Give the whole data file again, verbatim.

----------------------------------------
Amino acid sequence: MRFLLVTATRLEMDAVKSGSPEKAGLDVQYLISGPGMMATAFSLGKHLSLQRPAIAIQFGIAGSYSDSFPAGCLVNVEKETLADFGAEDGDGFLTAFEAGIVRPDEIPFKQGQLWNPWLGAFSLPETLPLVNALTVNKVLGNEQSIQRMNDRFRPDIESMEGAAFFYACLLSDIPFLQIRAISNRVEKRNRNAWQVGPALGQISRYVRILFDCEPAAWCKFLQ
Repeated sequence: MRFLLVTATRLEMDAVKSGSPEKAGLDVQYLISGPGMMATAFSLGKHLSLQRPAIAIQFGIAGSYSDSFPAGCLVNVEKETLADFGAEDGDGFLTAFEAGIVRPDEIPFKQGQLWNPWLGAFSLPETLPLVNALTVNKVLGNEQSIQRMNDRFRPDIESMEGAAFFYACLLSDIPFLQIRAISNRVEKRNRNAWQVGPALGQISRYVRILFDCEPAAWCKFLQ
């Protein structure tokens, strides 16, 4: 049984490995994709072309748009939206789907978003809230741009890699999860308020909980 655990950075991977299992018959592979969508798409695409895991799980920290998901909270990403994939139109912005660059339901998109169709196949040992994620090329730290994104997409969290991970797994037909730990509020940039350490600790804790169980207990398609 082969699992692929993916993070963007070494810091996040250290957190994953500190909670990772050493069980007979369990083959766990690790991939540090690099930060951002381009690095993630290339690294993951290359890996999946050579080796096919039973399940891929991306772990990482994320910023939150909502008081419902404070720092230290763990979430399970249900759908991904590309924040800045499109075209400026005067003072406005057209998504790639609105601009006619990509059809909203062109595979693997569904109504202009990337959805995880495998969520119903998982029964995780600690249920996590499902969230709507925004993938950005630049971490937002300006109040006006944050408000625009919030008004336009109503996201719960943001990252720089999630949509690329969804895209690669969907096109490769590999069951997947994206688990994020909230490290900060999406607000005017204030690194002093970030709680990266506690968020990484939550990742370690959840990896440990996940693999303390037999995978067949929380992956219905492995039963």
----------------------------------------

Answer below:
Amino acid sequence: MRFLLVTATRLEMDAVKSGSPEKAGLDVQYLISGPGMMATAFSLGKHLSLQRPAIAIQFGIAGSYSDSFPAGCLVNVEKETLADFGAEDGDGFLTAFEAGIVRPDEIPFKQGQLWNPWLGAFSLPETLPLVNALTVNKVLGNEQSIQRMNDRFRPDIESMEGAAFFYACLLSDIPFLQIRAISNRVEKRNRNAWQVGPALGQISRYVRILFDCEPAAWCKFLQ
Repeated sequence: MRFLLVTATRLEMDAVKSGSPEKAGLDVQYLISGPGMMATAFSLGKHLSLQRPAIAIQFGIAGSYSDSFPAGCLVNVEKETLADFGAEDGDGFLTAFEAGIVRPDEIPFKQGQLWNPWLGAFSLPETLPLVNALTVNKVLGNEQSIQRMNDRFRPDIESMEGAAFFYACLLSDIPFLQIRAISNRVEKRNRNAWQVGPALGQISRYVRILFDCEPAAWCKFLQ
């Protein structure tokens, strides 16, 4: 049984490995994709072309748009939206789907978003809230741009890699999860308020909980 655990950075991977299992018959592979969508798409695409895991799980920290998901909270990403994939139109912005660059339901998109169709196949040992994620090329730290994104997409969290991970797994037909730990509020940039350490600790804790169980207990398609 082969699992692929993916993070963007070494810091996040250290957190994953500190909670990772050493069980007979369990083959766990690790991939540090690099930060951002381009690095993630290339690294993951290359890996999946050579080796096919039973399940891929991306772990990482994320910023939150909502008081419902404070720092230290763990979430399970249900759908991904590309924040800045499109075209400026005067003072406005057209998504790639609105601009006619990509059809909203062109595979693997569904109504202009990337959805995880495998969520119903998982029964995780600690249920996590499902969230709507925004993938950005630049971490937002300006109040006006944050408000625009919030008004336009109503996201719960943001990252720089999630949509690329969804895209690669969907096109490769590999069951997947994206688990994020909230490290900060999406607000005017204030690194002093970030709680990266506690968020990484939550990742370690959840990896440990996940693999303390037999995978067949929380992956219905492995039963």